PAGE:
Thursday, August 30, 2007

Success Stories

Discussing the book Designing Interactions ...

"Success is a difficult thing. What exactly does it mean? Rising to the top, or getting what you want? Having respect for your achievements? Whatever it means, it’s a regular expression in The Netherlands. You know, that funny place sometimes referred to as Holland, where, as they say goodbye, they wave and say, ‘Success!’ Now, I’ve seen it happen occasionally in other places, but never with the same degree of bitter humor or comical irony. Whatever it actually means, the Dutch seem to suggest, ‘Success… it’s a new thing.’

The Dutch are, historically, very good designers, seeing design as a facet of their culture. Like architecture, design is a public necessity and a purveyor of improvement (or ironic comments on improvement). So, when something becomes improved, like the design of an interface, it is a success, but it’s still only a stepping stone to the next improvement. This idea hints at the problem with success stories. They capture the moment very well, but lead to the feeling that you have reached the end of the improvement, when quite regularly it is the opposite–you have simply just stepped a little farther towards a relatively unknown goal.

Designing Interactions by Bill Moggridge1 does an excellent job of revealing the people and the work behind many of the most important interactive products of our time and discussing their impact on the field of interaction design. The products with stories in this book have dead simple design approaches behind them and should give us pride as designers, knowing that the best things out there have come from a relatively painless approach. We should be honest, however. This isn’t the whole story, as most of these products come from the efforts of multiple people, from integrating the opinions of the general public, to copying other designs, and, in fact, almost always some combination of all these things.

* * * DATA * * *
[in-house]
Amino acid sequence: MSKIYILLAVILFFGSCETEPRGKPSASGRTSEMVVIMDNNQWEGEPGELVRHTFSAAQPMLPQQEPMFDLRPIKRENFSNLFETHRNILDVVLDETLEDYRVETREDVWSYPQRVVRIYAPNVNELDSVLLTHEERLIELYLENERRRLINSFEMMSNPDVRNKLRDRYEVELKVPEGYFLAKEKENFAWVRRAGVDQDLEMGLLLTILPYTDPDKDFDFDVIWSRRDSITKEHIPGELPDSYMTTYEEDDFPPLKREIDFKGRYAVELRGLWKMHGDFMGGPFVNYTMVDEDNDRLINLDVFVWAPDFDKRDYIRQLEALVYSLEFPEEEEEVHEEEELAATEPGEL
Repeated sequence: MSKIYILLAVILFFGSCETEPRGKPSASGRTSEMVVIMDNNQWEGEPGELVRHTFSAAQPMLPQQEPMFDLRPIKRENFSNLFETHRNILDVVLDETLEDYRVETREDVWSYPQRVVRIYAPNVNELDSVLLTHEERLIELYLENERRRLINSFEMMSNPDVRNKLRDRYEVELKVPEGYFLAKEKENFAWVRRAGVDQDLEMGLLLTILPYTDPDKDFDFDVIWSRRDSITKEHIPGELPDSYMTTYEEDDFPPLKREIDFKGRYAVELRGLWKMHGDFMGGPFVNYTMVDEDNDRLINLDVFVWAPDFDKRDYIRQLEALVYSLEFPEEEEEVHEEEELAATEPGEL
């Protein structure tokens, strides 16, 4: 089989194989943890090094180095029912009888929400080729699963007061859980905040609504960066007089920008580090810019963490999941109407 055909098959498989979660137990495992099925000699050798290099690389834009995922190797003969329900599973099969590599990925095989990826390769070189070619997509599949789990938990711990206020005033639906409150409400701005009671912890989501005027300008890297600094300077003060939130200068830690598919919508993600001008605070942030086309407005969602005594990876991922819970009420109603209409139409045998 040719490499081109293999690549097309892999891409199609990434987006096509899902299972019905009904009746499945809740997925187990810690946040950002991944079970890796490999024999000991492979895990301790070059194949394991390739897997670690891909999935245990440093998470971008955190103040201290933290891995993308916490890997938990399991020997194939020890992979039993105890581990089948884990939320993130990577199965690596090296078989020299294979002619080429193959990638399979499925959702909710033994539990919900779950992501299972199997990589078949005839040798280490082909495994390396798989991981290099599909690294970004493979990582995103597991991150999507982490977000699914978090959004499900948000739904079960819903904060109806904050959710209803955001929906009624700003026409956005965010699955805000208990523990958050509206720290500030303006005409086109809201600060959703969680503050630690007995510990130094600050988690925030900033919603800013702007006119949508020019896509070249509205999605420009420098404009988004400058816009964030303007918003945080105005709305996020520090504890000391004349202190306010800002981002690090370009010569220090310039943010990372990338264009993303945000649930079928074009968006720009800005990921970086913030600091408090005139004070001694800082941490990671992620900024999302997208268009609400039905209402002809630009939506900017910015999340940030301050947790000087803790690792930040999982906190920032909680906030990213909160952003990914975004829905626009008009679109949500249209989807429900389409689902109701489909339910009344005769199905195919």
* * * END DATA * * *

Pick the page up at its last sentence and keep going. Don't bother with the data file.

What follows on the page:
While it’s a great read, this book might lead you to believe otherwise, slightly, as it is biased towards the perspectives and histories of a few ‘successful’ designers, and not the entire output of any given design culture, never mind the much larger international culture of interaction design. One of the central themes is summarized early on in the book saying that the core skills of design are synthesis, understanding people, and iterative prototyping. While most designers can agree that this statement is very insightful, especially coming from Stu Card, one of the computer science brains at Xerox Parc in the seventies, it doesn’t take into account simple influences like access to production lines, distribution, backing, and the aforementioned. In that light, the statement comes off like a sales pitch to gain access to things that are necessary, but only relevant when you are already part of the industrial complex."    (Continued via )    [Usability Resources]


Designing Interactions


Recommended Book


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